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Tuesday, April 16, 2024
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From the cosmos to the high seas: how UW-Madison educators are using game-based learning

University of Wisconsin-Madison educators have designed numerous educational games to aid students in their learning.

From an astrophysicist’s journey into the cosmos to learning maritime archaeology through shipwreck investigations, University of Wisconsin-Madison educators have designed numerous educational games to aid students in their learning.

One example is the Field Day Lab, a research lab based in the Wisconsin Center for Education Research that creates free online games for educational purposes. Past Field Day Lab projects include a collaboration with the Wisconsin IceCube Particle Astrophysics Center to demystify the particles of the universe and a marine biology-focused game where players take on the role of a scientist to explore marine life.

Sarah Gagnon, creative director of the Field Day Lab, told The Daily Cardinal via email that kids often have to learn things “they don’t care about.” 

Creating educational games is a way to bridge that gap, Gagnon said. “We know that kids are really into games, so it is a great way to speak their language.”.

Game-based learning is a tool some educators are looking at to increase accessibility and equity in learning. Many game creators, such as Field Day Lab, are bolstered by grants from organizations like the U.S. National Science Foundation and smaller local organizations.

The Freshwater Collaborative of Wisconsin, for example, financially supported the development of an educational water science game at UW-Green Bay.

At UW-Madison, “The Legend of the Lost Emerald,” a game designed by the Field Day Lab, received top prize in the educational resources for classrooms category at the 2022 Public Media Awards . 

The Field Day Lab hopes for more future collaborations with educators that have visions of utilizing games as part of their curriculum, Reyna Groff, a 2D artist and the director’s assistant, said.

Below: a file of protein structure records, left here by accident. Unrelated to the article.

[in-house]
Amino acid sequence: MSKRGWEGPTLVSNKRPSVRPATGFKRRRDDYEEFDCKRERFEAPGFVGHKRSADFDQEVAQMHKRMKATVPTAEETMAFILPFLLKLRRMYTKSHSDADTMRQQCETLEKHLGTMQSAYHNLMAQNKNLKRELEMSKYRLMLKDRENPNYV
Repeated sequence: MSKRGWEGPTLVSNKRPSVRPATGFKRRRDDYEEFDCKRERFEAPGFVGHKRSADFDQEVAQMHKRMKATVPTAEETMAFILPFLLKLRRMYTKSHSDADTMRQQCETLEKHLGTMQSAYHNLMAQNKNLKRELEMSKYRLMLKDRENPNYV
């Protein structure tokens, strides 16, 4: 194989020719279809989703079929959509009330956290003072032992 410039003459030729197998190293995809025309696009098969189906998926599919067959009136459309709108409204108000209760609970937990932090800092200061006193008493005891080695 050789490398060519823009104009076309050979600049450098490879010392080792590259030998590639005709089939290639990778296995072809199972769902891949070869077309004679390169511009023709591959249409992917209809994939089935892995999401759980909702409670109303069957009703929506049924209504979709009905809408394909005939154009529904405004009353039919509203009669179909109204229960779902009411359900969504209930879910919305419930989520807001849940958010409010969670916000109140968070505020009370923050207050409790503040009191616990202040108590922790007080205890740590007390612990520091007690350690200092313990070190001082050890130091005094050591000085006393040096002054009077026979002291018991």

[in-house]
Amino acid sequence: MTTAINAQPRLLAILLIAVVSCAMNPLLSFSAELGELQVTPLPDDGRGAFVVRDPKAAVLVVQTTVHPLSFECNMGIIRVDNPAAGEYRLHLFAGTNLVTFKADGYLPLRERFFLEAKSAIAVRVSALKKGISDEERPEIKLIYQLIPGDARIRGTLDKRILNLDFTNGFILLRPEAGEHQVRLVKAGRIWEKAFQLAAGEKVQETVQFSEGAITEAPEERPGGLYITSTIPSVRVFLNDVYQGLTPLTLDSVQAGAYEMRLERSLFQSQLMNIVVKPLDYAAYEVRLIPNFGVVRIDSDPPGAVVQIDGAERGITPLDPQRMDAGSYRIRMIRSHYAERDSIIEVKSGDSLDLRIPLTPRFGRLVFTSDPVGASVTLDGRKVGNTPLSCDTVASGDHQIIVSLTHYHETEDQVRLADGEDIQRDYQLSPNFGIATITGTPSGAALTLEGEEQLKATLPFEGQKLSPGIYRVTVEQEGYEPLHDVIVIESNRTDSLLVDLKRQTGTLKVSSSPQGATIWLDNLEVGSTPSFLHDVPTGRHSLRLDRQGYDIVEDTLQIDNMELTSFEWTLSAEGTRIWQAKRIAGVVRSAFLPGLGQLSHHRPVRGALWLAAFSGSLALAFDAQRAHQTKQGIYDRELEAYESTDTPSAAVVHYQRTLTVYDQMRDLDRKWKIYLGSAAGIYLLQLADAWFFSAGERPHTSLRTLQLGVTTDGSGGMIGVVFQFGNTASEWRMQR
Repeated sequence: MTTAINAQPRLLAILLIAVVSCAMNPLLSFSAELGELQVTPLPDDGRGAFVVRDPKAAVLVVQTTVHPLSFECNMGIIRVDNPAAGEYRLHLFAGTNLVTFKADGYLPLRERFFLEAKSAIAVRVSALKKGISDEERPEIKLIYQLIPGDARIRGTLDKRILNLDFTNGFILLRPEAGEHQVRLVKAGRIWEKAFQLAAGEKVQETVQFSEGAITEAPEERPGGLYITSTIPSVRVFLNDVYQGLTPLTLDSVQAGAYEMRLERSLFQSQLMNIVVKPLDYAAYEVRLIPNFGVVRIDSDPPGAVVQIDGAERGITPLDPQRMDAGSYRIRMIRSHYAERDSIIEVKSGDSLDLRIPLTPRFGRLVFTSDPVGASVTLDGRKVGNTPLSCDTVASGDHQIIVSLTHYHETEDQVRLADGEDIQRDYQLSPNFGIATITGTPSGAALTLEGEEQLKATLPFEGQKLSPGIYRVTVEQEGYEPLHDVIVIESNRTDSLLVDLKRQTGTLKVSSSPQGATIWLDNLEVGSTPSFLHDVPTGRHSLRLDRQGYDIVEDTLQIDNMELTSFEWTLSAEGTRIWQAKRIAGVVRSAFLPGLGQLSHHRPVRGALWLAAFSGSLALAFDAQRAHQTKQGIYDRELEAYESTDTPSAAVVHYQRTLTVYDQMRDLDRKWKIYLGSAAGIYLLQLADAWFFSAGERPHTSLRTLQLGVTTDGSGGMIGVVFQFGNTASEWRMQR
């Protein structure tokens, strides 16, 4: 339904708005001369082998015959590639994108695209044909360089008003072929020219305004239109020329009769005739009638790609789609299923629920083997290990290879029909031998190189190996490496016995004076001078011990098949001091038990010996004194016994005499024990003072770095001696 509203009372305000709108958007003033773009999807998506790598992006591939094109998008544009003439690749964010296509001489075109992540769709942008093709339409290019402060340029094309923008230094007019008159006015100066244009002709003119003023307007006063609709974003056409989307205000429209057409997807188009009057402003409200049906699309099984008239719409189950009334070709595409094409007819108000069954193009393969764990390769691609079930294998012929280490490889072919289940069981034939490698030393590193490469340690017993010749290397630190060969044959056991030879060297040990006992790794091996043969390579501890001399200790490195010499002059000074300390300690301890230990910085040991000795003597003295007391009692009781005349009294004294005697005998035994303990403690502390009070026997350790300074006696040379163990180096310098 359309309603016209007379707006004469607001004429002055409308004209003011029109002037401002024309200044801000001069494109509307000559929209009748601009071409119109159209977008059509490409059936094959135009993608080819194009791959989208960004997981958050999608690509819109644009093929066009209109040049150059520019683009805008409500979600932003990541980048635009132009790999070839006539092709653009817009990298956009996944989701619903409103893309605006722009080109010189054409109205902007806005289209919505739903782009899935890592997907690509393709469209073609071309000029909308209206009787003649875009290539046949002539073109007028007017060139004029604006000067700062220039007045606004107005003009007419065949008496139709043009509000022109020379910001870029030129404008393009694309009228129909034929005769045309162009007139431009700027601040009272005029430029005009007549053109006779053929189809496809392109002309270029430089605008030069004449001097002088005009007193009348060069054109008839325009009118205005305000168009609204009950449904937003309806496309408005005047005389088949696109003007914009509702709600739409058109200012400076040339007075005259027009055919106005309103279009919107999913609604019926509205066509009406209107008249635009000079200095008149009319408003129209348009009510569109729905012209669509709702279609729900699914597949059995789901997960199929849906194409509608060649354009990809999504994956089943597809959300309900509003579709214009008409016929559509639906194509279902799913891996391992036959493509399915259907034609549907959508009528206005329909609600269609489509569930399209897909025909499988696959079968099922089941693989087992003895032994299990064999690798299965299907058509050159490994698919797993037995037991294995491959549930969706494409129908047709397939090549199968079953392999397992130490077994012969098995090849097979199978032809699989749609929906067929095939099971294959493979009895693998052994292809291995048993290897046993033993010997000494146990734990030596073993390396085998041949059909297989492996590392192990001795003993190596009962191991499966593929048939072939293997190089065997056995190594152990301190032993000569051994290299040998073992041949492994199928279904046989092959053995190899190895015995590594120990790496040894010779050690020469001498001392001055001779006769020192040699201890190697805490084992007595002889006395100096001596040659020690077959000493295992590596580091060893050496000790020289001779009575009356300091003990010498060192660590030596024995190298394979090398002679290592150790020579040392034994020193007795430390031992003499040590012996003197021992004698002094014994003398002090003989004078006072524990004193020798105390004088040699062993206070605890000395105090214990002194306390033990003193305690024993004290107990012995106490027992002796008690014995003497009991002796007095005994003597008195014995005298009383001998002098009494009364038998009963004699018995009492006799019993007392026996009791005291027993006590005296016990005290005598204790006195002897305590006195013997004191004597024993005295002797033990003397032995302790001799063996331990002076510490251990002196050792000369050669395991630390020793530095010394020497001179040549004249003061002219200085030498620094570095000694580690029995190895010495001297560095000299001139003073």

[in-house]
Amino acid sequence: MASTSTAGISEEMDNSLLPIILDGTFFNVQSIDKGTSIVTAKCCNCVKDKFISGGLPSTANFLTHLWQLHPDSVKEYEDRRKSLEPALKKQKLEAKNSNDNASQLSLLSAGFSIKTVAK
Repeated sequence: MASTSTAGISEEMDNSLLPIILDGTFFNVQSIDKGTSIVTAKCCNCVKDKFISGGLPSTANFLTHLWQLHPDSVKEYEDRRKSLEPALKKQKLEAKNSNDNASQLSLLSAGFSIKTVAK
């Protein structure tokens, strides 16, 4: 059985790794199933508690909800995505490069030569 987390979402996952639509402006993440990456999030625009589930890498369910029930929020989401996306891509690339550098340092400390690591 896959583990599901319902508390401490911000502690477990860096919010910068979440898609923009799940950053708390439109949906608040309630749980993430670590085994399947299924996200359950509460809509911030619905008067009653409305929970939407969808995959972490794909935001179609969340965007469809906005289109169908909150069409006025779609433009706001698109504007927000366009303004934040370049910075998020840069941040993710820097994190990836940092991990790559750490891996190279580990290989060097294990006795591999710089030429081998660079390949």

Field Day Lab offers fellowships for educators interested in designing a game for practical use, Groff said. Collaborators don’t need coding experience because the in-house developers at Field Day can handle the back-end components of the games.

Scott Mobley, a UW-Madison political science professor, expanded games-based learning into his courses starting in 2010. The final project for his international security course in Spring 2024 is a multi-day simulation game where students compete with each other in maritime competition.

Students are assigned into teams, each of which represents a country. Students then will have to advance their country’s interests by claiming islands in the South China Sea, all while applying concepts of international security taught in class.

“Games are a great way to learn because the whole time we’re using concepts from the course,” Mobley told the Cardinal. “It is different from the traditional way where you learn it all, do a brain dump on an exam, and then you just forget about it.”

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Mobley observed an increase in participation and engagement when he implemented interactive games into his curriculum.

“If you see them during the games, they are engaged in heated debate. The level of engagement they put in beats anything I've ever seen in conventional lectures.”

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